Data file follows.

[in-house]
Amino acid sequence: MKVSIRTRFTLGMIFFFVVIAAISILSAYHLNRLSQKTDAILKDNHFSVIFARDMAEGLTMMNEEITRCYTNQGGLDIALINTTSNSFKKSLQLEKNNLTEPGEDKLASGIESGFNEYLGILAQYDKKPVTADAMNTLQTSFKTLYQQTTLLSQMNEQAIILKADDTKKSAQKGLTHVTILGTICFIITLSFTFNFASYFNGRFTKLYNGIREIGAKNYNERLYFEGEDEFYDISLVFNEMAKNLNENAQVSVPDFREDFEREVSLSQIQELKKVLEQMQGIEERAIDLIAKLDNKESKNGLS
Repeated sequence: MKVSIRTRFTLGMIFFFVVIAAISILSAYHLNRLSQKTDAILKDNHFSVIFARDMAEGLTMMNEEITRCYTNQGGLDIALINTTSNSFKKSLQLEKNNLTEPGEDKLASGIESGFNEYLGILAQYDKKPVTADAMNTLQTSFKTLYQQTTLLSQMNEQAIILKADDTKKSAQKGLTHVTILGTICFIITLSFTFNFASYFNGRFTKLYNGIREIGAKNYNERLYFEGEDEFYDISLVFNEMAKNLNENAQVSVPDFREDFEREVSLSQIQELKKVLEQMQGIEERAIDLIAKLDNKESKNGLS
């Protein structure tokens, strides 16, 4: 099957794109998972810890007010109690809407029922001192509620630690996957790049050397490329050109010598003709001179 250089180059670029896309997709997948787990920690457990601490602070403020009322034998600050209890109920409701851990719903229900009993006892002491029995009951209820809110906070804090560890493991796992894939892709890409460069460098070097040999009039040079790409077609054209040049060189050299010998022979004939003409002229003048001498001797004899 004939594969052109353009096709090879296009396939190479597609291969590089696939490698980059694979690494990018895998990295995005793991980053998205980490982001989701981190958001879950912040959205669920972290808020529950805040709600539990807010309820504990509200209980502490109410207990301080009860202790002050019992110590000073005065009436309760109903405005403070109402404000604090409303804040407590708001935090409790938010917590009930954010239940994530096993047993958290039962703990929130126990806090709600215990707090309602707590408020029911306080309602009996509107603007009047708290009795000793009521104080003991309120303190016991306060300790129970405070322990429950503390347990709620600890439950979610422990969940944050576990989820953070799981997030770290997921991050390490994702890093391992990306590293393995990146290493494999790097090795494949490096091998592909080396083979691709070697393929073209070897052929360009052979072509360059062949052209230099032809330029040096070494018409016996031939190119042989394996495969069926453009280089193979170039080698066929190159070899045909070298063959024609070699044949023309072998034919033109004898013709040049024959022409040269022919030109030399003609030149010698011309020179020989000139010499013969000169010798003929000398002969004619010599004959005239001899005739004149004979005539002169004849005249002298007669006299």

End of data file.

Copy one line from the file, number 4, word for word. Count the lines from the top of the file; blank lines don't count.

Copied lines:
């Protein structure tokens, strides 16, 4: 099957794109998972810890007010109690809407029922001192509620630690996957790049050397490329050109010598003709001179 250089180059670029896309997709997948787990920690457990601490602070403020009322034998600050209890109920409701851990719903229900009993006892002491029995009951209820809110906070804090560890493991796992894939892709890409460069460098070097040999009039040079790409077609054209040049060189050299010998022979004939003409002229003048001498001797004899 004939594969052109353009096709090879296009396939190479597609291969590089696939490698980059694979690494990018895998990295995005793991980053998205980490982001989701981190958001879950912040959205669920972290808020529950805040709600539990807010309820504990509200209980502490109410207990301080009860202790002050019992110590000073005065009436309760109903405005403070109402404000604090409303804040407590708001935090409790938010917590009930954010239940994530096993047993958290039962703990929130126990806090709600215990707090309602707590408020029911306080309602009996509107603007009047708290009795000793009521104080003991309120303190016991306060300790129970405070322990429950503390347990709620600890439950979610422990969940944050576990989820953070799981997030770290997921991050390490994702890093391992990306590293393995990146290493494999790097090795494949490096091998592909080396083979691709070697393929073209070897052929360009052979072509360059062949052209230099032809330029040096070494018409016996031939190119042989394996495969069926453009280089193979170039080698066929190159070899045909070298063959024609070699044949023309072998034919033109004898013709040049024959022409040269022919030109030399003609030149010698011309020179020989000139010499013969000169010798003929000398002969004619010599004959005239001899005739004149004979005539002169004849005249002298007669006299």